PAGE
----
The Plympton School Committee voted at its Thursday night Aug. 6 meeting to adopt a hybrid model to open school on September 16. The first two weeks will be remote learning as teachers, administrators, and transportation services all ease into the new protocols.
More than 160 attended the virtual meeting via ZOOM.
Silver Lake Superintendent Jill Proulx introduced the three plans for opening school required by the Massachusetts Department of Education. These plans needed to be submitted by Monday, Aug. 10. They include:
1. In-person learning with new safety requirements: All students return in person; classrooms, schedules, protocols modified to meet health requirements
2. Hybrid learning: Students learn both in-person and remotely.
3. Remote learning: All learning takes place remotely.
Proulx told the committee that a survey was sent out to all parents August 2 and out of 3,572 sent, 2010 responded, or 56%.
Respondents in all three towns narrowly favored in-person learning, with the hybrid model a close second. Full remote learning, available to all students, was a distant third.
A new survey, based on the vote at Thursday night’s meeting, has been issued to parents, asking how many will commit to utilizing the remote model for six months and how many will commit to providing transportation for their students for six months. These numbers are critical because with bus capacity diminished by distancing rules, the administrators need to figure quickly the number of vehicles they will need and how they will be deployed, as well as how best to utilize staff..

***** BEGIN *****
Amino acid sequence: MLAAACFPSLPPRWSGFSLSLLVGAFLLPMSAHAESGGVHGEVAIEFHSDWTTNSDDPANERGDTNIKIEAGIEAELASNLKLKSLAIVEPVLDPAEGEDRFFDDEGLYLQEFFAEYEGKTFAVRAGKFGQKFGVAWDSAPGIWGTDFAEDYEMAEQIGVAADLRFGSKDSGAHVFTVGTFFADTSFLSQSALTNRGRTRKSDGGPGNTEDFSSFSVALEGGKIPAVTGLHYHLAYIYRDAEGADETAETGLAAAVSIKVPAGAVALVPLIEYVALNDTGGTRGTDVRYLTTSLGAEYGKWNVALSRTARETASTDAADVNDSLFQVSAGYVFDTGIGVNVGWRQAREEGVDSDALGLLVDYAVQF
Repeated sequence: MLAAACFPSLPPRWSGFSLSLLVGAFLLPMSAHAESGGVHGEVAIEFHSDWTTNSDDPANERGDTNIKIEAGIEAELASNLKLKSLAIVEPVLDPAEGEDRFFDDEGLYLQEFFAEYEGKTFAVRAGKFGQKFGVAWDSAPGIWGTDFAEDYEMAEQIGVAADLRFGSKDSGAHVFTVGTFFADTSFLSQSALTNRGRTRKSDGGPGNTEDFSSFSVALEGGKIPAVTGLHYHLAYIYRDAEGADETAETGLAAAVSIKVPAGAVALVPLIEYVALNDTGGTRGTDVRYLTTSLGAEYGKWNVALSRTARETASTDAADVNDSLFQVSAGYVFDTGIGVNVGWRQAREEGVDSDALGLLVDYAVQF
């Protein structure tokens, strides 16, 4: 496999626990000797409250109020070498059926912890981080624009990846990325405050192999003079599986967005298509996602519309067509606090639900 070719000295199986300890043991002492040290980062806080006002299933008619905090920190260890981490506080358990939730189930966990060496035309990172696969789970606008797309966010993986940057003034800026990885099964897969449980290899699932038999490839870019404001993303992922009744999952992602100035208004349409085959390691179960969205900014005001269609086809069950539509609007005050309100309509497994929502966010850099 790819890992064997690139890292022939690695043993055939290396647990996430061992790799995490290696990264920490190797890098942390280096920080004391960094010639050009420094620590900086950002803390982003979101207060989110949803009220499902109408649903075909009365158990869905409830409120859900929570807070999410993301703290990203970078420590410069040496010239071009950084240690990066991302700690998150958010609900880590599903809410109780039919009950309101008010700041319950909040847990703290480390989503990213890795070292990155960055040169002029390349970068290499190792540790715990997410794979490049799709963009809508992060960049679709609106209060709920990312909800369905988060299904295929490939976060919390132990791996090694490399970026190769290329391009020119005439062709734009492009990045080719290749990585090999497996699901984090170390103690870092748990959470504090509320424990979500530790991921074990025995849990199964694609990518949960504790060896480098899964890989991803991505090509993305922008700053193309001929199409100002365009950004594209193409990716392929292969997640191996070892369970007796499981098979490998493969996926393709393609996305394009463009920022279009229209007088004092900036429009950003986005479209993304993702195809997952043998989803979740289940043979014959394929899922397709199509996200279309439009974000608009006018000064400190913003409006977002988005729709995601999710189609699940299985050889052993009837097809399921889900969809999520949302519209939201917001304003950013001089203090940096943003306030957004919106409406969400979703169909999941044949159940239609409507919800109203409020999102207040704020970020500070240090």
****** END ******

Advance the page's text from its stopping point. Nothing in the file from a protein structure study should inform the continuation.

Matt Durkee, the new facilities manager, has acquired hospital grade electrostatic sprayers to clean and disinfect the school at least daily, and several times a day for high touch surfaces such as light switches and door handles.
To increase air filtration as much as possible the ventilation system at Dennett Elementary will be adjusted to maximize fresh air and minimize air recirculation. Indoor spaces without windows and adequate HVAC will not be used for classroom space.
Arrival and dismissal procedures, classroom configuration and physical distancing, meals for students, facility configuration and changes, and training for safety measures including cleaning and disinfecting are all subject to state approval. Student and staff commitment and assignments, are subject to state approval and bargaining, Proulx said.
Proulx told the committee that the Commissioner of Education has agreed to change the school year from 180 days to 170 days, allowing up to 10 days for training purposes with the staff for the new school year. Proulx said that taking that into consideration, the new school start date will be Sept. 16.
Dennett school principal Peter Veneto explained to the committee and parents attending the ZOOM meeting, how the scheduling would work. He showed as an example the actual third grade model with 32 students served.